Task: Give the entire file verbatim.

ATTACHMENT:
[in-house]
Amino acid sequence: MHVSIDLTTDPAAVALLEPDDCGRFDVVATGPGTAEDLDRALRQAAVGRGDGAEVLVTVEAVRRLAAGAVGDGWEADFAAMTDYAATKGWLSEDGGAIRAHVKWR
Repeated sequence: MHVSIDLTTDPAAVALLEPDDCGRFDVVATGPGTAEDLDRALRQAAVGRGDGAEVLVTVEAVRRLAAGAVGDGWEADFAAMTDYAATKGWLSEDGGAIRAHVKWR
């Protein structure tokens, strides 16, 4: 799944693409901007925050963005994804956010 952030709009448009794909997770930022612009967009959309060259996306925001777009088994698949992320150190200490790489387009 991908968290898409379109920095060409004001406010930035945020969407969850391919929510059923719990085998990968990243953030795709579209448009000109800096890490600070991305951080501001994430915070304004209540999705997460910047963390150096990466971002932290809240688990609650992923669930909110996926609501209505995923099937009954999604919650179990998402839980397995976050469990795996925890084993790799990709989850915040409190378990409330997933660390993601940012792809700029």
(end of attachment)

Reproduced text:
[in-house]
Amino acid sequence: MHVSIDLTTDPAAVALLEPDDCGRFDVVATGPGTAEDLDRALRQAAVGRGDGAEVLVTVEAVRRLAAGAVGDGWEADFAAMTDYAATKGWLSEDGGAIRAHVKWR
Repeated sequence: MHVSIDLTTDPAAVALLEPDDCGRFDVVATGPGTAEDLDRALRQAAVGRGDGAEVLVTVEAVRRLAAGAVGDGWEADFAAMTDYAATKGWLSEDGGAIRAHVKWR
């Protein structure tokens, strides 16, 4: 799944693409901007925050963005994804956010 952030709009448009794909997770930022612009967009959309060259996306925001777009088994698949992320150190200490790489387009 991908968290898409379109920095060409004001406010930035945020969407969850391919929510059923719990085998990968990243953030795709579209448009000109800096890490600070991305951080501001994430915070304004209540999705997460910047963390150096990466971002932290809240688990609650992923669930909110996926609501209505995923099937009954999604919650179990998402839980397995976050469990795996925890084993790799990709989850915040409190378990409330997933660390993601940012792809700029």